Bring it Back? An Examination of the Insourcing Decision

Document Type


Publication Date



Purpose - Discussion regarding the implications of and antecedents to the decision to outsource manufacturing functions has dominated both the academic literature and popular press for over 30 years. However, economic and competitive landscapes across the globe have changed such that the tenability of outsourcing is being re-evaluated by many organizations. Using the rich body of literature regarding the decision to outsource as a starting point, the purpose of this paper is to investigate the reasons why firms insource and the associated implications thereof.

Design/methodology/approach - This case study research captures data from 12 firms in the manufacturing industry that have insourced a previously outsourced function. Data were collected via interviews with executives, researcher observations, and archival records over a nine-month period.

Findings - The findings suggest that the primary drivers for insourcing were predominantly the same as those cited for outsourcing. However, insourcing decisions are often made in response to a specific, external trigger event and not necessarily in concert with long-term, strategic goals. This is in contrast to firms’ desires to make more strategic location decisions. The findings also show that insourcing/outsourcing location decisions require continuous evaluation in order to optimize competitiveness and align with long-term firm goals.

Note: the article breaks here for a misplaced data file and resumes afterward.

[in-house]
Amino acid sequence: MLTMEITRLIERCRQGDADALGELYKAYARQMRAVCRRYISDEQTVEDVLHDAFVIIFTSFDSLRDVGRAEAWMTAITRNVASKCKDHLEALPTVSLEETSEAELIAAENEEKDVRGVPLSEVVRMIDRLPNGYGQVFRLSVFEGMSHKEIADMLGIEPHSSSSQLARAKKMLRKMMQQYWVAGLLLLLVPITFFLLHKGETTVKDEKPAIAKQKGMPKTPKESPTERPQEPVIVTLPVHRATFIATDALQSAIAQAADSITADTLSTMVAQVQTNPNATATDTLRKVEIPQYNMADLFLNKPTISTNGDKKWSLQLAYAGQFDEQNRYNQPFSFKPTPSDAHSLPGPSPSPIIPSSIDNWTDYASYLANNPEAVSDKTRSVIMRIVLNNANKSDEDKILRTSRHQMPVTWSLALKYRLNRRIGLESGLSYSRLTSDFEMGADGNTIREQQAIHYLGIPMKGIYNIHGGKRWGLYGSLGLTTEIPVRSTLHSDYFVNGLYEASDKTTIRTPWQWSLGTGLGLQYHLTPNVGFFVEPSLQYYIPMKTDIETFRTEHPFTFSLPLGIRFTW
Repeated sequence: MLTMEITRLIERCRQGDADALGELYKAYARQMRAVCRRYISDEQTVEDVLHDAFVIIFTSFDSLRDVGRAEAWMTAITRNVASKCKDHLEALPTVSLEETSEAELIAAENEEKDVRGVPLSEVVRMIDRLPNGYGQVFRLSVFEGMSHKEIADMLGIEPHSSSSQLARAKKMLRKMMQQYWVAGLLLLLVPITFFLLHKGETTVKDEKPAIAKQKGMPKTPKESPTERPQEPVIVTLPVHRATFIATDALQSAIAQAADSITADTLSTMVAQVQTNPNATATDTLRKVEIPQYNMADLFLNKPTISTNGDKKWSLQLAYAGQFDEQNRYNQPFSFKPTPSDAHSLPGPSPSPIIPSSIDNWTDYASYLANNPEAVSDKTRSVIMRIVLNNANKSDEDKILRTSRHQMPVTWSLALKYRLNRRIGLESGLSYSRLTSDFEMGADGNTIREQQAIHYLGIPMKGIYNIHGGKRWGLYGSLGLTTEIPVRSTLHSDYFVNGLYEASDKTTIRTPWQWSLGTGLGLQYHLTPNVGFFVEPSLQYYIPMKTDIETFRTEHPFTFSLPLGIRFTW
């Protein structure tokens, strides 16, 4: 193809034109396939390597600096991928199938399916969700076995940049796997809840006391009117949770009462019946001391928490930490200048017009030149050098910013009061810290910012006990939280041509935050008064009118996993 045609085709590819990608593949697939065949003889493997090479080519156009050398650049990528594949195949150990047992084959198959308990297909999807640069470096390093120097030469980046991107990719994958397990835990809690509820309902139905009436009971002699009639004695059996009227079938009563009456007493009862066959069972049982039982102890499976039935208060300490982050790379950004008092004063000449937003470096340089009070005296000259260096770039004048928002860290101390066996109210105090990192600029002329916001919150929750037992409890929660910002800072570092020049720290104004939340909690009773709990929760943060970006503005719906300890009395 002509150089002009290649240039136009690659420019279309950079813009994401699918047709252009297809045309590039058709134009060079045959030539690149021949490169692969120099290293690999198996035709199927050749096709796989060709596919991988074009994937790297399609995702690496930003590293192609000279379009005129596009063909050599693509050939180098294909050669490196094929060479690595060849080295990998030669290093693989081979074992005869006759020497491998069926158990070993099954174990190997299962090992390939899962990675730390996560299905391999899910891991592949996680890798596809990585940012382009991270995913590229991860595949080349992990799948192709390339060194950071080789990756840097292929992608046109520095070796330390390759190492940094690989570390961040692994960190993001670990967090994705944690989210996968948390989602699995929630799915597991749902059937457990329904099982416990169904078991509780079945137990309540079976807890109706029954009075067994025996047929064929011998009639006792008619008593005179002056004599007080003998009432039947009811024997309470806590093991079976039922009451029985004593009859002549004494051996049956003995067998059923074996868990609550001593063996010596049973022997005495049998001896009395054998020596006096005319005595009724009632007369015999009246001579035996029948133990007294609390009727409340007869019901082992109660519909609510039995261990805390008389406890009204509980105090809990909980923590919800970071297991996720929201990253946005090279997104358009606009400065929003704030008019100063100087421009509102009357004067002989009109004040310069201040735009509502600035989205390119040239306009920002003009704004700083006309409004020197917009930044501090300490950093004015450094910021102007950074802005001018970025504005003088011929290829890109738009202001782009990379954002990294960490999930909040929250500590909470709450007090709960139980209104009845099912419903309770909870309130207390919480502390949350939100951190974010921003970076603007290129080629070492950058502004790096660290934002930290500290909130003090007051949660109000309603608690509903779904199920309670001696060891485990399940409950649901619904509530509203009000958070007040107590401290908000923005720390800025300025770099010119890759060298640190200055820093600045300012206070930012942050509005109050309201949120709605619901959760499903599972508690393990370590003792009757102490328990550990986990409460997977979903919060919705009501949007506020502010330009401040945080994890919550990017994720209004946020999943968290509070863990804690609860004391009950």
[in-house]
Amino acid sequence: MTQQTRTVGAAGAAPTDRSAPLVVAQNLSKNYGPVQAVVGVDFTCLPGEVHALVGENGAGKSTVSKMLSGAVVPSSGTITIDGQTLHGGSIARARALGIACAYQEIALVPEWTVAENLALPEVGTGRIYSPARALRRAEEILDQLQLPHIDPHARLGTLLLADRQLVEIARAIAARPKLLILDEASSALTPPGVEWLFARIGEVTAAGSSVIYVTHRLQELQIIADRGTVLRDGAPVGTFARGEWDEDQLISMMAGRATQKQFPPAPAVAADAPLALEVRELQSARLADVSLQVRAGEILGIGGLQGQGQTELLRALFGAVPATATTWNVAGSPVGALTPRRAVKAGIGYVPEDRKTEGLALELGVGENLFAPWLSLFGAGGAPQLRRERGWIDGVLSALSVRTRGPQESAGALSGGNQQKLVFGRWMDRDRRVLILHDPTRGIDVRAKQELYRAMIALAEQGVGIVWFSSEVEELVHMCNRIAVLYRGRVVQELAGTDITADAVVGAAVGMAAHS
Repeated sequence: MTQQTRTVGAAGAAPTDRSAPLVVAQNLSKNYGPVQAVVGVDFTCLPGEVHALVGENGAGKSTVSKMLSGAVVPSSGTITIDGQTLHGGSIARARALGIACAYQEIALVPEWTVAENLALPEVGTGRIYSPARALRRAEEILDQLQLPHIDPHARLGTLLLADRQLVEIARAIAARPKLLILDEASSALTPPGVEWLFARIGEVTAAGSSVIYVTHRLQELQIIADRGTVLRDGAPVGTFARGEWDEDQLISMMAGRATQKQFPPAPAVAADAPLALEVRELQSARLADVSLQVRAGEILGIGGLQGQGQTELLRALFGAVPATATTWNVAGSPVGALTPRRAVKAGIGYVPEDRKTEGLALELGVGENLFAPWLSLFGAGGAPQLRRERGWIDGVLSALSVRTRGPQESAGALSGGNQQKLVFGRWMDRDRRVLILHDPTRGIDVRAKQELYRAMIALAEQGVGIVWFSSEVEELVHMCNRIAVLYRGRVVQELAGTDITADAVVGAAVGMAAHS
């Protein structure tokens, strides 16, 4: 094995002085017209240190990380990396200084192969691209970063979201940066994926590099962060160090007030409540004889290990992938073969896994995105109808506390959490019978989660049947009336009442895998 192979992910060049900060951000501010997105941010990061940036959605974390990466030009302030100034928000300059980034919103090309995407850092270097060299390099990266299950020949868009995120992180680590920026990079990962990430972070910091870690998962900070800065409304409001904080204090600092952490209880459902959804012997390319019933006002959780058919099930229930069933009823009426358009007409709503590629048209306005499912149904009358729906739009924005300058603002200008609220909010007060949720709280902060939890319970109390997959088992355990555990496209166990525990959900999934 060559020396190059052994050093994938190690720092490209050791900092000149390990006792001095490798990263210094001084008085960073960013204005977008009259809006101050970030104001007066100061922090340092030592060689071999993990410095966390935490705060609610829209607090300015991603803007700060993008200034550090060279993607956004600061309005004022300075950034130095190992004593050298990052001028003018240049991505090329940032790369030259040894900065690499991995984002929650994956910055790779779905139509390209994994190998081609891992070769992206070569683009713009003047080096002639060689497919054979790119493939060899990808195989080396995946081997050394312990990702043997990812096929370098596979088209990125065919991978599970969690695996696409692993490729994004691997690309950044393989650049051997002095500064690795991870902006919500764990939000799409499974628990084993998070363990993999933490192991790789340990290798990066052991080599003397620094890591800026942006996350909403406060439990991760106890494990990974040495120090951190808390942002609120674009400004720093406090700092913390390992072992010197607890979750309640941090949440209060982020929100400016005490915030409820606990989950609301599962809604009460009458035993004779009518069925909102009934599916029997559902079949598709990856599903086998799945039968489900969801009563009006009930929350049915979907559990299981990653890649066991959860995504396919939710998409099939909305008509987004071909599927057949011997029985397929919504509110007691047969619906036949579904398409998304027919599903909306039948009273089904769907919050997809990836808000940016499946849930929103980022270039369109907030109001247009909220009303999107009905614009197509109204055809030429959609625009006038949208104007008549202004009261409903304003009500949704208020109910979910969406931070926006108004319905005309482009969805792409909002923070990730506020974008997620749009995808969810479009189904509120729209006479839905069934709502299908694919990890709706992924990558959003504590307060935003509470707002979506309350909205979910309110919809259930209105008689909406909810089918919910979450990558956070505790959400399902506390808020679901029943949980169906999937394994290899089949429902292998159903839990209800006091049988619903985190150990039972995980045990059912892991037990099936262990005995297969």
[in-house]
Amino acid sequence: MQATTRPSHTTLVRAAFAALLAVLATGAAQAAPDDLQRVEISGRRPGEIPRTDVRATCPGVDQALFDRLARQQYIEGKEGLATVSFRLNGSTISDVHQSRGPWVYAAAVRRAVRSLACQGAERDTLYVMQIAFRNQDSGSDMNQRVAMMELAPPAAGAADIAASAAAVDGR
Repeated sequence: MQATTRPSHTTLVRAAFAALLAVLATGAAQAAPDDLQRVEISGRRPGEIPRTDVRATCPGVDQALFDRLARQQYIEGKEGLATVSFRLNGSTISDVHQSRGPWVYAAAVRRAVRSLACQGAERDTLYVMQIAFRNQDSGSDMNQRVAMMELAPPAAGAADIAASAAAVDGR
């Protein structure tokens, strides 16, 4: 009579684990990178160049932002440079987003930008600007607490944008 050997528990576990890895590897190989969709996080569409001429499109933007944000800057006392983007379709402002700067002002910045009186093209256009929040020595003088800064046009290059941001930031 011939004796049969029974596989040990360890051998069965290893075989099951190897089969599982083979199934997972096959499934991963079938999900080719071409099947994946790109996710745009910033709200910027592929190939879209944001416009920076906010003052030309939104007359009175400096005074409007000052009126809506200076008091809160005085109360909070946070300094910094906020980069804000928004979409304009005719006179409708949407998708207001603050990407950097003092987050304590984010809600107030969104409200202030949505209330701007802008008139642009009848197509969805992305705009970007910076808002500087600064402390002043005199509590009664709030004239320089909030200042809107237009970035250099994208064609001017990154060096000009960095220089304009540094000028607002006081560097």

Abstract @ 2017, Emerald Publishing Limited


This is a subscription-access article, available to readers with a subscription to International Journal of Physical Distribution & Logistics Management, using the DOI link below.

Current AFIT students, faculty and staff may access the full article by clicking here.

Source Publication

International Journal of Physical Distribution & Logistics Management

This document is currently not available here.